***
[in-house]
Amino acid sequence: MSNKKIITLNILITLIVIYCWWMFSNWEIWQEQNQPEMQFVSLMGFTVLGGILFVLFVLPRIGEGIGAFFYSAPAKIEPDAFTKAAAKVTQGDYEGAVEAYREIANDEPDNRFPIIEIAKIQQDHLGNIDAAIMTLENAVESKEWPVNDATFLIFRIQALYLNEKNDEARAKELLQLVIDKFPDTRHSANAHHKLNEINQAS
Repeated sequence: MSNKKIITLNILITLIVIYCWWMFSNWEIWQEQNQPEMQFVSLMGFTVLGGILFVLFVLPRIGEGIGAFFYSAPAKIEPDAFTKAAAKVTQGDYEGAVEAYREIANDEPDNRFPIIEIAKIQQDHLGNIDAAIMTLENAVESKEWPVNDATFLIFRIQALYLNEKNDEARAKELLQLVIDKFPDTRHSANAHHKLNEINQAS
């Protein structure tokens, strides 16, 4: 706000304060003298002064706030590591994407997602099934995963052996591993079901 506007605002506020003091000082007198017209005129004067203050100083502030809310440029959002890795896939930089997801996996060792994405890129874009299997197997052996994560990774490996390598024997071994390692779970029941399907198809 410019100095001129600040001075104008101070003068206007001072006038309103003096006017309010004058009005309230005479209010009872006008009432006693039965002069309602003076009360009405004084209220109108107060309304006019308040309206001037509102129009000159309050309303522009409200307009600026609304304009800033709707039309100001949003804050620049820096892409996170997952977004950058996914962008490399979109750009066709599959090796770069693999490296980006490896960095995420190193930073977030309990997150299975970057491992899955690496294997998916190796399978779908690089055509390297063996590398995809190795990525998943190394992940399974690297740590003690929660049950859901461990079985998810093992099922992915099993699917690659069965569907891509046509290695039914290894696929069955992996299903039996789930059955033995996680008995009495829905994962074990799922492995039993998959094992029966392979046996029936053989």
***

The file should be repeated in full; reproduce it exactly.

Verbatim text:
[in-house]
Amino acid sequence: MSNKKIITLNILITLIVIYCWWMFSNWEIWQEQNQPEMQFVSLMGFTVLGGILFVLFVLPRIGEGIGAFFYSAPAKIEPDAFTKAAAKVTQGDYEGAVEAYREIANDEPDNRFPIIEIAKIQQDHLGNIDAAIMTLENAVESKEWPVNDATFLIFRIQALYLNEKNDEARAKELLQLVIDKFPDTRHSANAHHKLNEINQAS
Repeated sequence: MSNKKIITLNILITLIVIYCWWMFSNWEIWQEQNQPEMQFVSLMGFTVLGGILFVLFVLPRIGEGIGAFFYSAPAKIEPDAFTKAAAKVTQGDYEGAVEAYREIANDEPDNRFPIIEIAKIQQDHLGNIDAAIMTLENAVESKEWPVNDATFLIFRIQALYLNEKNDEARAKELLQLVIDKFPDTRHSANAHHKLNEINQAS
């Protein structure tokens, strides 16, 4: 706000304060003298002064706030590591994407997602099934995963052996591993079901 506007605002506020003091000082007198017209005129004067203050100083502030809310440029959002890795896939930089997801996996060792994405890129874009299997197997052996994560990774490996390598024997071994390692779970029941399907198809 410019100095001129600040001075104008101070003068206007001072006038309103003096006017309010004058009005309230005479209010009872006008009432006693039965002069309602003076009360009405004084209220109108107060309304006019308040309206001037509102129009000159309050309303522009409200307009600026609304304009800033709707039309100001949003804050620049820096892409996170997952977004950058996914962008490399979109750009066709599959090796770069693999490296980006490896960095995420190193930073977030309990997150299975970057491992899955690496294997998916190796399978779908690089055509390297063996590398995809190795990525998943190394992940399974690297740590003690929660049950859901461990079985998810093992099922992915099993699917690659069965569907891509046509290695039914290894696929069955992996299903039996789930059955033995996680008995009495829905994962074990799922492995039993998959094992029966392979046996029936053989």